Alas, the condition of our Hindustan is no better than this. (p 274)

Further evidence of Singh’s internal contradictions is revealed by his ability to code-switch between passages in which he indicts foreign brutality and passages where he offers a paean to the glory of war. Much of his text is inflected, as Yang notes, with a form of hypermasculinity that was integral to his Rajput identity. “All knowledge is incomplete,” he claims at one point, “without (the) knowledge of war” (p 44). Singh was an adherent of the Arya Samaj movement, and so looked to the Vedas to affirm his militarism, noting that the gods therein “proclaim that the race/caste that defeats the enemy … can enjoy peace and comfort in the world” (p 45). Bloodthirsty prose such as this is peppered throughout Thirteen Months, revealing the militaristic beliefs of a soldier who believed that success in warfare was an index to measure the civilizational standard of a “race.” It was this somewhat social Darwinian perspective that helped to inspire Singh’s ardent admiration of the Japanese. He was impressed not only by the Japanese soldiers that he had witnessed fighting valiantly in China, but also, more broadly, by Japan’s capacity to remould itself as a modern nation state.

In stark contrast, Singh believed that China exemplified a failure to progress and foster an appropriate martial attitude. Throughout Thirteen Months, he uses the contrast between these two nations as a motif to explore the problems that beset his beloved Hindustanis. While Japan served as an aspirational ideal, China was a cautionary tale. In criticising diverse features of Chinese society, from the lack of female education to the absence of cultural coherence, Singh was actually criticising his own people, who he believed shared many of the same failings. His writing was informed by a sense of empathy born out of shared tribulations, which contrasted starkly with the condescending sympathy that framed most English-language accounts of Chinese life. Another distinction was that, rather than seeking to exoticise China, Singh hunted for commonalities, finding them in spheres such as religion, customs, and family life. He saw the two civilisations as members of a kindred “black race,” and at one point even discusses creating a “great Asian power” of India–China (Hind–Cheen). To achieve this end, Singh was even willing to overlook the fact that the Chinese people ate frogs, a subject which seems to have both fascinated and appalled contemporary Indian readers.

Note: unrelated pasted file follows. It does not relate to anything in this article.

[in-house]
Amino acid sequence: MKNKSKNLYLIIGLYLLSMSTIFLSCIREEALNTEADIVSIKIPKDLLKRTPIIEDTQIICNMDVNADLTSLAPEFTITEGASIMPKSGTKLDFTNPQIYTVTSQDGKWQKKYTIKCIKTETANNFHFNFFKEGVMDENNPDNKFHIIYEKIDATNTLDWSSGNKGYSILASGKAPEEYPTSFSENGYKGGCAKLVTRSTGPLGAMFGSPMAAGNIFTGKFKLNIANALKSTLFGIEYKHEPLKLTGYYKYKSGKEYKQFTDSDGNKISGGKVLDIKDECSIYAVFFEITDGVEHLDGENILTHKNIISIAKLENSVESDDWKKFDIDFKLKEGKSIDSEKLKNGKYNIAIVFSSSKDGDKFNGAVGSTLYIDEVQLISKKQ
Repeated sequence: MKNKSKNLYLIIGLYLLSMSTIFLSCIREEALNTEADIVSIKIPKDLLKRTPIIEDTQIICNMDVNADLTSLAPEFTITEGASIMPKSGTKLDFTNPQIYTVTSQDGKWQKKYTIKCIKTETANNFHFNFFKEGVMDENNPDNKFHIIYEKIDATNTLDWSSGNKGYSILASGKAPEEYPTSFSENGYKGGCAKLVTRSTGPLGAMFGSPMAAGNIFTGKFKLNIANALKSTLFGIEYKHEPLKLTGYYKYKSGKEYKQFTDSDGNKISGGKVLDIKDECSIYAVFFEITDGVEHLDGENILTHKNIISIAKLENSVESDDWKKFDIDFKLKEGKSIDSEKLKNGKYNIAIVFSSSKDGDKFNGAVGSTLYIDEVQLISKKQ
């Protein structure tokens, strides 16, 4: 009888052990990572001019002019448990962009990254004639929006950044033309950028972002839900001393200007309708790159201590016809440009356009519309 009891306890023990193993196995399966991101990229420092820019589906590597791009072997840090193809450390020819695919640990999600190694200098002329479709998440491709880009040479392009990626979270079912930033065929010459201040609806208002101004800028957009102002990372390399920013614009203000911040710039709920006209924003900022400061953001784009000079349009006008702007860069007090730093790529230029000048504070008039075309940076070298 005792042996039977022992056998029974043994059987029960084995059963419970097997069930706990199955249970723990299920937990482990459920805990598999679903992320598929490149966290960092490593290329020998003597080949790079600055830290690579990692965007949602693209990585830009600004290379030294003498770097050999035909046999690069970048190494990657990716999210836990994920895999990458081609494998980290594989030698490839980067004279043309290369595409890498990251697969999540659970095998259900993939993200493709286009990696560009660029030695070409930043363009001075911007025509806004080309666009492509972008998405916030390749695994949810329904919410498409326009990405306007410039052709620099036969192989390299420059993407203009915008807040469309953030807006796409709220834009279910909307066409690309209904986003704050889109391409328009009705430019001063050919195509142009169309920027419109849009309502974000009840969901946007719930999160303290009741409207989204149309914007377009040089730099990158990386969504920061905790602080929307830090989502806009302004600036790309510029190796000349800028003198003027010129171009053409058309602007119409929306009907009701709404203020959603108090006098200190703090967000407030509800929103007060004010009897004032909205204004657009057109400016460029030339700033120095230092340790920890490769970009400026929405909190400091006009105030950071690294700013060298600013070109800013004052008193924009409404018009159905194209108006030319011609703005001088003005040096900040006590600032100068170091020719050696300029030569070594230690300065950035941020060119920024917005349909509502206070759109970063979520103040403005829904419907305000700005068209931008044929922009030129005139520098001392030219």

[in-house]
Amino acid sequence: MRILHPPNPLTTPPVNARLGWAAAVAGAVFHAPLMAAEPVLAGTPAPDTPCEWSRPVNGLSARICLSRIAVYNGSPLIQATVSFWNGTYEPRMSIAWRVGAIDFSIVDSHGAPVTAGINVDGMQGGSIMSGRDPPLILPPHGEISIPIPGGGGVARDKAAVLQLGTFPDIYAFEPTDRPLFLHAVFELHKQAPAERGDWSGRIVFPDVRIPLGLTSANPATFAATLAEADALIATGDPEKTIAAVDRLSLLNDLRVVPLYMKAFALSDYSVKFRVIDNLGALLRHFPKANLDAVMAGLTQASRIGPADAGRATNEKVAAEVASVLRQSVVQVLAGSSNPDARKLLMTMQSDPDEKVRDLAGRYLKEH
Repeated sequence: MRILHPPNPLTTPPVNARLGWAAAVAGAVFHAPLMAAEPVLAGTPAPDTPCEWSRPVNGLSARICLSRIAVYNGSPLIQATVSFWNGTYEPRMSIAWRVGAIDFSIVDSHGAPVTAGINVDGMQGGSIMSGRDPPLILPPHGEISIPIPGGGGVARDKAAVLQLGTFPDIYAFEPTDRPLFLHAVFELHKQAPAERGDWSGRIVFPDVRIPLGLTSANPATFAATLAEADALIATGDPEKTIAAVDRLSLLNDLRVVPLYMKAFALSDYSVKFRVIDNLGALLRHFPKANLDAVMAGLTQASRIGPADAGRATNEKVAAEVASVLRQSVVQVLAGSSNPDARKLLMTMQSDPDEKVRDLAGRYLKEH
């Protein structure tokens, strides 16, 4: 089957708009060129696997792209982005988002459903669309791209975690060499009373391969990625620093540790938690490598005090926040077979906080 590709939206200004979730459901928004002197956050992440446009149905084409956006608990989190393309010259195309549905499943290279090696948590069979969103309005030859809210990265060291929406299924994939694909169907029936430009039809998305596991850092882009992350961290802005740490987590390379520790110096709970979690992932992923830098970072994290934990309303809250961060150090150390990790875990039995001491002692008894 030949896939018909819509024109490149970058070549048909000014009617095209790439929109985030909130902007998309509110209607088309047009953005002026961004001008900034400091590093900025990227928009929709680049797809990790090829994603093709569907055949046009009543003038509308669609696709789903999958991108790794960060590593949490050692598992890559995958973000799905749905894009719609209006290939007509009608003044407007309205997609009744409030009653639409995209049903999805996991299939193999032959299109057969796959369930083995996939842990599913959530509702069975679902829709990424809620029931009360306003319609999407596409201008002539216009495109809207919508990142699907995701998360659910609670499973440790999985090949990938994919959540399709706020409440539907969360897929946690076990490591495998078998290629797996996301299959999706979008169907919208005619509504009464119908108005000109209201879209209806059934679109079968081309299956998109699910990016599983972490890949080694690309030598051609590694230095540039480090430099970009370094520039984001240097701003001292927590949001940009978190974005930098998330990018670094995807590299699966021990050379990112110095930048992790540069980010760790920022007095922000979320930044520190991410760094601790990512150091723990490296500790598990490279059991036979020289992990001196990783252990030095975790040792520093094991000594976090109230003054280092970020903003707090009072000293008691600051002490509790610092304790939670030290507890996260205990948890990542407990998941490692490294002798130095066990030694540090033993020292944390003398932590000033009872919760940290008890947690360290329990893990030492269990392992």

By using the problems of a foreign nation as a prism for self-reflection, Singh managed to write a book about China that was really about India. Some of the most fascinating sections were those that cast Indian soldiers as fish out of water. Their greatest challenge in a cosmopolitan army lay not on the battlefield but in the kitchen, where they struggled to maintain their customary dietary prohibitions. Singh recalls how a group of his compatriots were forced to throw away all of their roti because a Japanese soldier had touched their oven, whilst elsewhere an injured soldier could not bring himself to drink from a glass proffered by a “white goddess” nurse. Such sketches offer intimate portraits of the interior worlds of ordinary Indian soldiers struggling to accommodate the considerations of religion and caste in an alien terrain.

Yet such scenes are still mediated by Singh in his role as a didactic narrator, who cannot help but seize the opportunity to rail against such prohibitions. There are but a few unguarded moments where we can catch a glimpse of Singh not as a reformer or warrior but as an ordinary man. On his journey to war, he is plagued by diarrhoea and seasickness, and when he finally engages in combat, his greatest challenge seems to have been the punishing heat of the Chinese summer rather than enemy bullets. For me, it was these moments of vomit and sweat that helped to bring Singh to life, making his unique snapshot of a conflicted subaltern negotiating the colonial world an even more rewarding read.

Chris Courtney ( teaches Modern Chinese History at the Durham University, United Kingdom.


Cohen, Paul A (1997): History in Three Keys: The Boxers as Event, Experience, and Myth, New York: Columbia University Press.

Davis, Mike (2001): Late Victorian Holocausts: El Niño Famines and the Making of the Third World, London: Verso.

Duara, Prasenjit (2009): The Global and Regional in China’s Nation-Formation, London: Routledge.

Jackson, Isabella (2012): “The Raj on Nanjing Road: Sikh Policemen in Treaty-Port Shanghai,” Modern Asian Studies, Vol 46, No 6, pp 1672–704.

Wang, Zheng (2012): Never Forget National Humiliation: Historical Memory in Chinese Politics and Foreign Relations, New York: Columbia University Press.

Updated On : 7th Sep, 2018